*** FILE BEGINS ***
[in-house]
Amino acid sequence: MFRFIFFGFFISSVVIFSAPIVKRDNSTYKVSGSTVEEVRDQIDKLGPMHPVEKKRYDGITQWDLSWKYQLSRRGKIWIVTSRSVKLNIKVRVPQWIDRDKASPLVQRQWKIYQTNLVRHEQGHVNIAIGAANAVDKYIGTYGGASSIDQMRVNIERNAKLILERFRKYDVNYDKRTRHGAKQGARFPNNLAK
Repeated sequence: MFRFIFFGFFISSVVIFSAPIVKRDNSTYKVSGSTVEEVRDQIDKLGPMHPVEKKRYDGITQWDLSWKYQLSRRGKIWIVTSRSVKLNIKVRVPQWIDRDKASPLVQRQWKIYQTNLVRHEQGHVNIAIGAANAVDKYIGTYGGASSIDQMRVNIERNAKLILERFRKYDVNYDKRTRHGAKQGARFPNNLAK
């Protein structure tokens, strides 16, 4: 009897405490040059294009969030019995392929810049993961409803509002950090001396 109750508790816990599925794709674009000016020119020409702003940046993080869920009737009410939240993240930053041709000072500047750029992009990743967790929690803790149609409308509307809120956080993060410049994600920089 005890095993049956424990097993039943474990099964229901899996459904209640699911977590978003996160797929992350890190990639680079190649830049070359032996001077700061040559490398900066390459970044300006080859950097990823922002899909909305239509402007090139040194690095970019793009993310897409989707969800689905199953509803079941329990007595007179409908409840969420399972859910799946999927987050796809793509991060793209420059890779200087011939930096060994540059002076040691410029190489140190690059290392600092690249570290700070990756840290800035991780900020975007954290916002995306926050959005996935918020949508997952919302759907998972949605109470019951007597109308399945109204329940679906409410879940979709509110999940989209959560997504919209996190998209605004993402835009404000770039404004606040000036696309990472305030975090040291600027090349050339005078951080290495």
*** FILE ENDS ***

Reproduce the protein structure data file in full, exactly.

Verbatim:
[in-house]
Amino acid sequence: MFRFIFFGFFISSVVIFSAPIVKRDNSTYKVSGSTVEEVRDQIDKLGPMHPVEKKRYDGITQWDLSWKYQLSRRGKIWIVTSRSVKLNIKVRVPQWIDRDKASPLVQRQWKIYQTNLVRHEQGHVNIAIGAANAVDKYIGTYGGASSIDQMRVNIERNAKLILERFRKYDVNYDKRTRHGAKQGARFPNNLAK
Repeated sequence: MFRFIFFGFFISSVVIFSAPIVKRDNSTYKVSGSTVEEVRDQIDKLGPMHPVEKKRYDGITQWDLSWKYQLSRRGKIWIVTSRSVKLNIKVRVPQWIDRDKASPLVQRQWKIYQTNLVRHEQGHVNIAIGAANAVDKYIGTYGGASSIDQMRVNIERNAKLILERFRKYDVNYDKRTRHGAKQGARFPNNLAK
């Protein structure tokens, strides 16, 4: 009897405490040059294009969030019995392929810049993961409803509002950090001396 109750508790816990599925794709674009000016020119020409702003940046993080869920009737009410939240993240930053041709000072500047750029992009990743967790929690803790149609409308509307809120956080993060410049994600920089 005890095993049956424990097993039943474990099964229901899996459904209640699911977590978003996160797929992350890190990639680079190649830049070359032996001077700061040559490398900066390459970044300006080859950097990823922002899909909305239509402007090139040194690095970019793009993310897409989707969800689905199953509803079941329990007595007179409908409840969420399972859910799946999927987050796809793509991060793209420059890779200087011939930096060994540059002076040691410029190489140190690059290392600092690249570290700070990756840290800035991780900020975007954290916002995306926050959005996935918020949508997952919302759907998972949605109470019951007597109308399945109204329940679906409410879940979709509110999940989209959560997504919209996190998209605004993402835009404000770039404004606040000036696309990472305030975090040291600027090349050339005078951080290495």